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Unbuilt Design ... by Van Bergen

Posted: Sun Feb 24, 2013 1:09 pm
by jhealy
Following on the discussion of un-built designs, but, yes, off the chair topic ... here is one un-built house design that I like from Van Bergen. Unique. Would have been interesting to see. ... /wood.html

I think (perhaps more modern day thinking) it would be good to possibly include a built-in table, with high back chairs, to separate the kitchen from the living room, rather than a wall.


Posted: Mon Feb 25, 2013 1:07 am
by SDR
I am reminded of another unbuilt plan:

(Kitchen and Dining Room top, Bedrooms middle, Living Room bottom)

By this date, Mr Wright had moved (temporarily) beyond the shallow hipped roof !


Posted: Mon Feb 25, 2013 10:25 am
by Matt
Was all the space under that T-P roof unused? Was there a purpose to it, or was it just for drama?

Posted: Mon Feb 25, 2013 10:58 am
by Roderick Grant
Check out photos of the Davis House, Matt, and you can come to your own conclusions.

Posted: Mon Feb 25, 2013 11:08 am
by JPB_1971
I believe there have been problems relating to the ability of Davis' fireplace to successfully ventilate smoke that may or may not have been complicated by the expansive open volume resulting from the roof design.

Posted: Mon Feb 25, 2013 12:37 pm
by Macrodex
Personally, I'm more reminded of this.


Also, I can't be the only one who spotted this pseudo-Coonley plan.


Posted: Tue Feb 26, 2013 12:07 pm
by Roderick Grant
Macrodex, Van Bergen's Rogers Project is closer to FLW's Elizabeth Stone Project of 1906 (Mono 2/248-9), a one-story precursor to Coonley in B&B. Stone would have been a delightful house, much less refined and more "woodsy" than Coonley, which could have been to its advantage.

Posted: Tue Feb 26, 2013 1:10 pm
by SDR
In any event, the co-incidence of plan is hard to miss. Van Bergen's work includes some of the most overt "borrowing" from Wright to be found in the portfolios of his imitators.


Posted: Tue Feb 26, 2013 2:06 pm
by Paul Ringstrom

Does that drawing have a Taliesin number associated with it? Is it included in BBP's new Complete Works?

What book did you get the drawing from?

Posted: Tue Feb 26, 2013 8:26 pm
by Macrodex
Taschen 1885-1916, #0013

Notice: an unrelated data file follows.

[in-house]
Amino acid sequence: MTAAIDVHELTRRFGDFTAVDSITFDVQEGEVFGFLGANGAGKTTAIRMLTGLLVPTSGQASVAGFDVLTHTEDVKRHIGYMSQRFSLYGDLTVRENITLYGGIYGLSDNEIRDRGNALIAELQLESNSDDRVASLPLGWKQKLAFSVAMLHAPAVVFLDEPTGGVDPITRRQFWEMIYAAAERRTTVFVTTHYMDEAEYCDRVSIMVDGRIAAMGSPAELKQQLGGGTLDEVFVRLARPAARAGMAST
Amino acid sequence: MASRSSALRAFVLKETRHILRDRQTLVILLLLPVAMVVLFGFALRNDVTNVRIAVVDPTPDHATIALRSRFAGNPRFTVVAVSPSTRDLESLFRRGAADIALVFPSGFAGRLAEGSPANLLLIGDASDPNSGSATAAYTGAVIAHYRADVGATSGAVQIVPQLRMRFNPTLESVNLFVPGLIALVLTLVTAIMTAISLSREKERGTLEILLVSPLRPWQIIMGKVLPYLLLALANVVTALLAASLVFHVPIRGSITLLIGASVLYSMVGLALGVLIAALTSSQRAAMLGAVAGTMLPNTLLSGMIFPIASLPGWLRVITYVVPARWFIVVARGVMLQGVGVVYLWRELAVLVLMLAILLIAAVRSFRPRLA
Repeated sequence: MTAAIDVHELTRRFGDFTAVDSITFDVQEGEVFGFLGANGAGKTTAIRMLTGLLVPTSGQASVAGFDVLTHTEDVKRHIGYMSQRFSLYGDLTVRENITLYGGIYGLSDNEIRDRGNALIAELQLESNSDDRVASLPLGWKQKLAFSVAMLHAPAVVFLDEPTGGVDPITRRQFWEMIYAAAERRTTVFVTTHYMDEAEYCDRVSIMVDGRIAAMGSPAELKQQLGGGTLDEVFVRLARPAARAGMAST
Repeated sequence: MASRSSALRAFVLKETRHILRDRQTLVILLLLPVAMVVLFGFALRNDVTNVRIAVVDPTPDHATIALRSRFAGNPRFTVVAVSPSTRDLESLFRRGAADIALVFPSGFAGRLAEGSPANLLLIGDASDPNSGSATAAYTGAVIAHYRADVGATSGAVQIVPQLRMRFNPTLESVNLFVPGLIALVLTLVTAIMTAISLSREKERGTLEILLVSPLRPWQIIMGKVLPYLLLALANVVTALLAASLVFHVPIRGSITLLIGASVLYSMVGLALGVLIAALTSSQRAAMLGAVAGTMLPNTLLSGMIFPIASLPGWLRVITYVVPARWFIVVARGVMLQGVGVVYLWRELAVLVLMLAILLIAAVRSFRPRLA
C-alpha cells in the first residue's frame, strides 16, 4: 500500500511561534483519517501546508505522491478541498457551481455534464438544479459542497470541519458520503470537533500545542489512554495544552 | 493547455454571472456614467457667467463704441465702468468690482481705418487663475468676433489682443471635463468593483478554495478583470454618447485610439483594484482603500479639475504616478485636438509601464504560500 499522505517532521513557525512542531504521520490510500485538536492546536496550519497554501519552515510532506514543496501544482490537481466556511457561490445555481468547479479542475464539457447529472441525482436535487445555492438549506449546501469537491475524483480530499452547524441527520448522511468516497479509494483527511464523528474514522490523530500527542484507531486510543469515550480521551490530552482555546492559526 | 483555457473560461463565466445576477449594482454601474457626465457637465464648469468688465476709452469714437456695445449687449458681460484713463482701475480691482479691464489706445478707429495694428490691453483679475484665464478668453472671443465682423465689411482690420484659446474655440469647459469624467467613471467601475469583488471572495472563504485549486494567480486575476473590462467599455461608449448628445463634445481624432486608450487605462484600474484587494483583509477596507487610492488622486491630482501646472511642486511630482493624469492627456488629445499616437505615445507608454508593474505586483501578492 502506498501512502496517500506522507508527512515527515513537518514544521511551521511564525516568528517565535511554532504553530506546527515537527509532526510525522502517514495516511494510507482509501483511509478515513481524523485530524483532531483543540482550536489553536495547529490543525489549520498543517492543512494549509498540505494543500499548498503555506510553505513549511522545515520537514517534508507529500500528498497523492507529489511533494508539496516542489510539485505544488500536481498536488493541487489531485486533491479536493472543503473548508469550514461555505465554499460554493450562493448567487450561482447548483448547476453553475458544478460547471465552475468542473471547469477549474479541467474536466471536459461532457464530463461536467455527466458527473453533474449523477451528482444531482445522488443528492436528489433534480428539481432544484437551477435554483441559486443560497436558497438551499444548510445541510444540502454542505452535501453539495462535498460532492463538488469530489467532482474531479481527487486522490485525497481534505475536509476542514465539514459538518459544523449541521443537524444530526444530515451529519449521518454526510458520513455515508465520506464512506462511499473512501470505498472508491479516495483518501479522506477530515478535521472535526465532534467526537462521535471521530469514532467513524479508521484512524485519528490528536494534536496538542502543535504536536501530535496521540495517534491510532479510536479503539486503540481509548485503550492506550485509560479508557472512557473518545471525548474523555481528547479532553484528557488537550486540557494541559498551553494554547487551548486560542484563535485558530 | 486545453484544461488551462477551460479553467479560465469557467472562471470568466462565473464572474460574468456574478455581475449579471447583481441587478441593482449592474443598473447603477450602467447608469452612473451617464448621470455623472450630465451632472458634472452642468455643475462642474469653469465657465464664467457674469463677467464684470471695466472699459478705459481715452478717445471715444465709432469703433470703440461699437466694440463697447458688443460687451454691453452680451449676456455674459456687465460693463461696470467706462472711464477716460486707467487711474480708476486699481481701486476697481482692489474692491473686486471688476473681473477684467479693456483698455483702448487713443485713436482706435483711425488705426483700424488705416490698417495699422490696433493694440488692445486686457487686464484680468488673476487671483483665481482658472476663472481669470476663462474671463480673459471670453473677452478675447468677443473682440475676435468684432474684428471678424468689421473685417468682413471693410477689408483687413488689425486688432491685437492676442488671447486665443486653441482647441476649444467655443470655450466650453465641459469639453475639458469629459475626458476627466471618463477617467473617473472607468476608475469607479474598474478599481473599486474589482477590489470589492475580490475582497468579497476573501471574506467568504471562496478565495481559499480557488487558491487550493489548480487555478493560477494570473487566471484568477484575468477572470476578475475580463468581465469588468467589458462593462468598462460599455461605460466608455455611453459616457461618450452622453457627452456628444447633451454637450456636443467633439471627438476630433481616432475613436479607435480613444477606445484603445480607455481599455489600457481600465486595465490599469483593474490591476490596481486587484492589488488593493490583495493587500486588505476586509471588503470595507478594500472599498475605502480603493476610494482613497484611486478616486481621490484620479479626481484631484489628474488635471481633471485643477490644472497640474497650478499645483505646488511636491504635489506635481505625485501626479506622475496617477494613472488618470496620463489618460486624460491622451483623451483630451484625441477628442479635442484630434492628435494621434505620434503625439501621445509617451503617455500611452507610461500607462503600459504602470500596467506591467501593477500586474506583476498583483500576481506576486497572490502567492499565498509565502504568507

I didn't, at first, catch the reminiscence of the Stone residence; though, no plans exist, I can only guess Wright worked from that plan into the Coonley.

Much like this precursor to the Hardy residence: done in board-batten and then in stucco, etc -- with a level added.

Posted: Thu Feb 28, 2013 10:31 am
by Paul Ringstrom
The plan Macrodex posted above by FLW reminds me of a plan by Walter Burley Griffin called Intersecting Squares which was the inspiration for the new Architectural Interpretive Center here in Mason City, IA.

Posted: Thu Feb 28, 2013 12:26 pm
by Roderick Grant
Paul, I think the plan looks a lot like the work of WBG, not at all like anything else FLW did.

Posted: Thu Feb 28, 2013 12:39 pm
by outside in
the placement of the stair is almost bizarre

Posted: Thu Feb 28, 2013 12:52 pm
by Macrodex
I don't know when WBG was employed by Wright; however, the plan is dated 1904, #0409, if anyone wants to look into it further.

Posted: Thu Feb 28, 2013 2:10 pm
by SDR
It's amusing (or discomfiting) to hear Wright-o-philes claim that a plan or design is suspicious because "Wright never did that [before]. . ." . . . even were it the case.

There is no shortage of house plans -- starting perhaps with the Sullivan bungalow of 1890 -- in which asymmetrical function (i.e., room layout) is shoehorned (fitted neatly) into a symmetrical or nearly symmetrical building envelope. A list of such plans would include Charnley (bungalow and residence), McArthur (residence remodel and garage), Clark, Blossom, Emmond, Parker, Winslow (stable), Moore, Gerts cottage, Ross, Johnson, Walser, Westcott, Barton, and Cheney -- bringing us to 1904, the year of the Scudder project posted above. The list would go on: Brown, Hardy, Beachy, Hoyt, Fuller, Horner, Como Orchard (clubhouse and cottages), Gilmore, Stewart, Ingalls, Balch, etc, etc.

Of those listed, at least fifteen houses are planned within a rigorously symmetrical plan (like Scudder); several more are "spoiled" only by a stair, a chimney, or a small entry module. Several others are just a bit more asymmetrical and were excluded.